Previously, Google's attorney, Alexandria Walden, testified before Congress at a hearing titled "Hate Crimes and the Rise of White Nationalism." The Chamber's Judiciary Committee broadcast the video live on Google's own YouTube platform, with a live chat channel. Anyone familiar with YouTube may have dismissed this as a bad decision. The hateful and racist comments are notoriously common on the site and, as expected, some of the worst YouTube users immediately descended into chat with slander and other attacks.
Commentators insulted the chairman of the Jewish committee Jerry Nadler, calling him "goblin" and Some mocked Walden's witness, Mohammad Abu-Salha, whose two daughters were killed in a supposed hate crime. They adopted the same racist conspiracy theories that the Judiciary Committee was trying to address. In less than an hour, the chat was disabled, but not before the incident was covered by several media outlets, including The Washington Post in which Nadler read in the middle of the hearing.
Nobody needed more evidence That YouTube comments can be racist. But beyond the simple irony of an audience on white supremacy invaded by white supremacists, a puzzling question arises: why did not Google anticipate that this would happen?
Honestly, it's disconcerting that YouTube could not predict how the comments would do. watch a live broadcast of the Congress on social networks and white supremacy. pic.twitter.com/0avGuvCciE
– Adi Robertson (@thedextriarchy) April 9, 2019
Today's talk of hearing is not simply an example of moderators missing some bad comments about the hundreds of hours of video uploaded every minute. The broadcast was an event planned in advance on an official YouTube channel run by the government, with a prominent Google employee who promised that "hate speech and violent extremism have no place on YouTube." Surely it was seen by a large audience, including many journalists who
A recent report Bloomberg states that YouTube historically ignored the toxic content because it generates controversy and participation. But even if you are completely cynical about Google's motives, there is a clear incentive to avoid easily avoidable bad publicity. It's hard to see what the company earns by making YouTube's toxicity a result of the main news for the audience. And it would have been easy to pre-disable the live chat or just warn the Judicial Committee to see and moderate the comments.
Google certainly is not against blocking comments. YouTube has deactivated live chat in Google's I / O conference transmissions in the past, and temporarily banned most comments on videos with children earlier this year. In a statement today, Google was a matter of fact blocking the comments of the audience. "Hate speech does not take place on YouTube, we have invested heavily in equipment and technology dedicated to eliminating obnoxious comments / videos Due to the presence of hateful comments, we disallow comments in the live broadcast of the Judiciary Committee hearing. Camera today ", a spokesperson tweeted .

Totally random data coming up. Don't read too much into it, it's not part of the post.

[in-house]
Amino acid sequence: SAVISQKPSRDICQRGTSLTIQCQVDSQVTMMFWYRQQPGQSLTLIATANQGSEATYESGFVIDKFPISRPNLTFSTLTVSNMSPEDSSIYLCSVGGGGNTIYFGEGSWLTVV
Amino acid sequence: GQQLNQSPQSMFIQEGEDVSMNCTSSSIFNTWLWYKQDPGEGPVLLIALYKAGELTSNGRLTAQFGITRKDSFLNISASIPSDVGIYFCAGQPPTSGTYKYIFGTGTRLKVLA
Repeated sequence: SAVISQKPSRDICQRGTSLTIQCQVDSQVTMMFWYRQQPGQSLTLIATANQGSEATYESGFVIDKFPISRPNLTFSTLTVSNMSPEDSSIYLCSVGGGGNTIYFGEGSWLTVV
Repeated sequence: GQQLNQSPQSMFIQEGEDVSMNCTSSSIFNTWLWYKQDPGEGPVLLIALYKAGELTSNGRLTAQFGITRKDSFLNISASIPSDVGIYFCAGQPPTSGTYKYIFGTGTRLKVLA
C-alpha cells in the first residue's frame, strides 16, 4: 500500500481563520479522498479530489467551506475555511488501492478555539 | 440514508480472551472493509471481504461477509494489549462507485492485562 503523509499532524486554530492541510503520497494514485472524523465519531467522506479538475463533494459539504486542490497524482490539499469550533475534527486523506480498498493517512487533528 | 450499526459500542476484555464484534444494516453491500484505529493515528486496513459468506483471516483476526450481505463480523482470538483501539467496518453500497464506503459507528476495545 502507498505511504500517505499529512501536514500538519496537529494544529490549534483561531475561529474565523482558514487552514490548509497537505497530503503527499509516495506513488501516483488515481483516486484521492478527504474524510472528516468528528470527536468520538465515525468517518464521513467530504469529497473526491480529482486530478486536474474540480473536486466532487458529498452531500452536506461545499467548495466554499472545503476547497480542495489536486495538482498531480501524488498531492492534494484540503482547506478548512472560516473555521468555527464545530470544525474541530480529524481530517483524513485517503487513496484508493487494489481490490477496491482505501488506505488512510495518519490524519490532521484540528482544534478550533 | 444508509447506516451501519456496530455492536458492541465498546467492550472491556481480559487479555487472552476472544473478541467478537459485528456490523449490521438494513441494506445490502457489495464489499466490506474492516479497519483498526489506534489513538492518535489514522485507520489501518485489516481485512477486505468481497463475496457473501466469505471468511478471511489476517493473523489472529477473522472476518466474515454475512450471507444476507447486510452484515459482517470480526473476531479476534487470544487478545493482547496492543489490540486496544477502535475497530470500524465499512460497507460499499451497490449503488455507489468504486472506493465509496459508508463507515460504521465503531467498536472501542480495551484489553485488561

So, why did not the chat go off before the broadcast began? It is possible that Google is worried about being accused of censorship for closing comments without content of clear hate. After all, there has been an agonizing debate about how platforms should moderate speech. Despite being nominally on white supremacy, even today's audience was quickly kidnapped for allegations of alleged anti-conservative biases, while Rep. Tom McClintock (R-CA) questioned Google and Facebook about whether they were "neutral" platforms.
The speech does not take place on YouTube. We have invested heavily in equipment and technology dedicated to eliminating obnoxious comments / videos. Due to the presence of hateful comments, we disallow the comments in the live broadcast of today's House Judiciary Committee hearing.
– YouTubeInsider (@YouTubeInsider) April 9, 2019
It's also possible that Google does not fully understand how pervasive are the intolerant comments on YouTube or how inescapable the clutter of the live audience was. today from outside. Google has certainly lost the brand before; YouTube CEO Susan Wojcicki acknowledged that Rewind's retrospective last year did not reflect the experience of many users with the site, for example. Companies do not always have a clear idea of how people use their products, and YouTube may not be the exception.
But today, Google has not done many hours of testimony by not noticing a very obvious problem in its platform in an exceptional case in which the correct solution also seemed obvious.